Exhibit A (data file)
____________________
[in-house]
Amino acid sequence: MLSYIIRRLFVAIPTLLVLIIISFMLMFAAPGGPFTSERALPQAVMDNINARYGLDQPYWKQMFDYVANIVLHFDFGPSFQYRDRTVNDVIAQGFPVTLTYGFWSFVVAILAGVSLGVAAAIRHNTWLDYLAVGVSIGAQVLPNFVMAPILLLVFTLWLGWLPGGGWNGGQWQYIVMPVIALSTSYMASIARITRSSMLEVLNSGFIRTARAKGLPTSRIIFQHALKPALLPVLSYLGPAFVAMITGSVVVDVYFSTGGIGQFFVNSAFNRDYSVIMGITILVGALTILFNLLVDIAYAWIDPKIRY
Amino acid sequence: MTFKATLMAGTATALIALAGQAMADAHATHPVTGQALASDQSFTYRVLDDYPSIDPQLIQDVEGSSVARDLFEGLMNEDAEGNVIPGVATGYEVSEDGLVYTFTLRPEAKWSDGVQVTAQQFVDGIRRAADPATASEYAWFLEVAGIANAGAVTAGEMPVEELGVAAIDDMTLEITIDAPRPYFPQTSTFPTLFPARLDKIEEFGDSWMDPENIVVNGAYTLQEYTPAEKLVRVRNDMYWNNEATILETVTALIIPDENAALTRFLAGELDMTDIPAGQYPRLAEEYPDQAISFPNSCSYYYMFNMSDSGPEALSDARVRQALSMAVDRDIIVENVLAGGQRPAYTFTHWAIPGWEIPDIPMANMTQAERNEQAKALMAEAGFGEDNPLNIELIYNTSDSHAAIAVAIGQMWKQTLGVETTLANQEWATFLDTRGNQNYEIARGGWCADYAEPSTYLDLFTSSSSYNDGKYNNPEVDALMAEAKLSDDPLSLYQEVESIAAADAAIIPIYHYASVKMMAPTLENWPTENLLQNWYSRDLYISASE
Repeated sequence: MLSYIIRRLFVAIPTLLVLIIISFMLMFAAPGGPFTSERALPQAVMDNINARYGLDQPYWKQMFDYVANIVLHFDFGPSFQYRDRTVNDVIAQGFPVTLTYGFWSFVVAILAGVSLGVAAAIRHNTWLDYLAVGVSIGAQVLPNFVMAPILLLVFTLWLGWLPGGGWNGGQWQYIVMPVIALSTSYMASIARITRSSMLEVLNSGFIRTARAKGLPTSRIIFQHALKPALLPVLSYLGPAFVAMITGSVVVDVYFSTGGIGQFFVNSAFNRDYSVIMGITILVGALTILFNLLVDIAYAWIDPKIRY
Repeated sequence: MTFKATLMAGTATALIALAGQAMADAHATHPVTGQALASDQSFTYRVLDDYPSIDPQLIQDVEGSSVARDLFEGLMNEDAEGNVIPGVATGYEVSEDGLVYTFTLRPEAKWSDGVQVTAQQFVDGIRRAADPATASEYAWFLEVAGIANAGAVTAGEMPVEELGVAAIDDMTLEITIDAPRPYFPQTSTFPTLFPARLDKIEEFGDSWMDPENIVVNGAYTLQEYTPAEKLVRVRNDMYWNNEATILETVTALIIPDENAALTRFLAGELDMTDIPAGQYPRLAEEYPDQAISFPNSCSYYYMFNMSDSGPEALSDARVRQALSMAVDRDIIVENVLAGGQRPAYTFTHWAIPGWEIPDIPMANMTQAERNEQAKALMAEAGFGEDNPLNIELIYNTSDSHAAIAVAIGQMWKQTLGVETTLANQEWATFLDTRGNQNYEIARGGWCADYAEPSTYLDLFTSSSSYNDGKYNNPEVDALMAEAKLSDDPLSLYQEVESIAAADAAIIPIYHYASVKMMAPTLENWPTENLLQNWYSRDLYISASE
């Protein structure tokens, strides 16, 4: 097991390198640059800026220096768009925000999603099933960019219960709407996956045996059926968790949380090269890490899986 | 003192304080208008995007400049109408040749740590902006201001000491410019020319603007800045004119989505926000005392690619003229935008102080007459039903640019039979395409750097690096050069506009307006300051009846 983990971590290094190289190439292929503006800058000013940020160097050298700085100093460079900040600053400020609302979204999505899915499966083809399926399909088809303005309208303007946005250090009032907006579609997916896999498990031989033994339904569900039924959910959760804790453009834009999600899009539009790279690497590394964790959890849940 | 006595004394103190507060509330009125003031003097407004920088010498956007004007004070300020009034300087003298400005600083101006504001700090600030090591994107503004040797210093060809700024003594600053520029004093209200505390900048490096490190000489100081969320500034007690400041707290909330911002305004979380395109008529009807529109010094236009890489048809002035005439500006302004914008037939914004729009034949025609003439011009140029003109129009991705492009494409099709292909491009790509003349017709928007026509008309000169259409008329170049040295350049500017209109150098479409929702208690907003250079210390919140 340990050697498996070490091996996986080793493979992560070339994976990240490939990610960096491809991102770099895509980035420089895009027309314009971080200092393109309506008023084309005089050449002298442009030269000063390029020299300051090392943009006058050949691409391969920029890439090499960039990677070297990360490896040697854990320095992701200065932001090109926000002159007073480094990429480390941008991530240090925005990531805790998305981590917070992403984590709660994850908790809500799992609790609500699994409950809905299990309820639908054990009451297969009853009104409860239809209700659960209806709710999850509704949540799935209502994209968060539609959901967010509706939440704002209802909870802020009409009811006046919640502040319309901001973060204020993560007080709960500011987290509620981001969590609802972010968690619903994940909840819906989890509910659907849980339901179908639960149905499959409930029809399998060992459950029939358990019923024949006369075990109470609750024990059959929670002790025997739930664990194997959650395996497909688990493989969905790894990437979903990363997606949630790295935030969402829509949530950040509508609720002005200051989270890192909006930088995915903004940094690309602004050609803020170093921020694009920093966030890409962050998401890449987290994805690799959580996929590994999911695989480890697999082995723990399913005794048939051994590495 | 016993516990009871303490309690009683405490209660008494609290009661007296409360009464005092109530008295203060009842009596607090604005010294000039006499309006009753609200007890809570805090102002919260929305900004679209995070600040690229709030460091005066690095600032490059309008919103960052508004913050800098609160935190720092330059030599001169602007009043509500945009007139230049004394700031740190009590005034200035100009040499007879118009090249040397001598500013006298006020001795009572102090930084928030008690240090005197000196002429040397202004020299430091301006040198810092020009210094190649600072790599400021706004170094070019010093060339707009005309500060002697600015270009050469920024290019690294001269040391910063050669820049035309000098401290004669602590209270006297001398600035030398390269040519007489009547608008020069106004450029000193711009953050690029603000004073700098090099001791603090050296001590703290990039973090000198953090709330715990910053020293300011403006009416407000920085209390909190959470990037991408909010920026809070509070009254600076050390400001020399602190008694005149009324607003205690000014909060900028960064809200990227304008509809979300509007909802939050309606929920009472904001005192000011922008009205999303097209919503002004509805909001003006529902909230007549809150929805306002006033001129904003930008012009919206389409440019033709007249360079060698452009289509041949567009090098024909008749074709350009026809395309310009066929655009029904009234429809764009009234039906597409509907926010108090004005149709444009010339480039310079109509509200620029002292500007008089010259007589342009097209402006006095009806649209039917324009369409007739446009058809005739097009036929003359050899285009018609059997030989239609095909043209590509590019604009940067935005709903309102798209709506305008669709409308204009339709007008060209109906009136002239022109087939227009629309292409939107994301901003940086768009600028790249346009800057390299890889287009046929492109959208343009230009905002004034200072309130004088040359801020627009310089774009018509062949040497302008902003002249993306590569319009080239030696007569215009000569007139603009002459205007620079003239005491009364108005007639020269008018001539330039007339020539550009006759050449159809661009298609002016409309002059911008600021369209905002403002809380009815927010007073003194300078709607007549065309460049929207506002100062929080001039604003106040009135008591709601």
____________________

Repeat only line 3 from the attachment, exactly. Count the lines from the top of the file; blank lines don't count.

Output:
Amino acid sequence: MTFKATLMAGTATALIALAGQAMADAHATHPVTGQALASDQSFTYRVLDDYPSIDPQLIQDVEGSSVARDLFEGLMNEDAEGNVIPGVATGYEVSEDGLVYTFTLRPEAKWSDGVQVTAQQFVDGIRRAADPATASEYAWFLEVAGIANAGAVTAGEMPVEELGVAAIDDMTLEITIDAPRPYFPQTSTFPTLFPARLDKIEEFGDSWMDPENIVVNGAYTLQEYTPAEKLVRVRNDMYWNNEATILETVTALIIPDENAALTRFLAGELDMTDIPAGQYPRLAEEYPDQAISFPNSCSYYYMFNMSDSGPEALSDARVRQALSMAVDRDIIVENVLAGGQRPAYTFTHWAIPGWEIPDIPMANMTQAERNEQAKALMAEAGFGEDNPLNIELIYNTSDSHAAIAVAIGQMWKQTLGVETTLANQEWATFLDTRGNQNYEIARGGWCADYAEPSTYLDLFTSSSSYNDGKYNNPEVDALMAEAKLSDDPLSLYQEVESIAAADAAIIPIYHYASVKMMAPTLENWPTENLLQNWYSRDLYISASE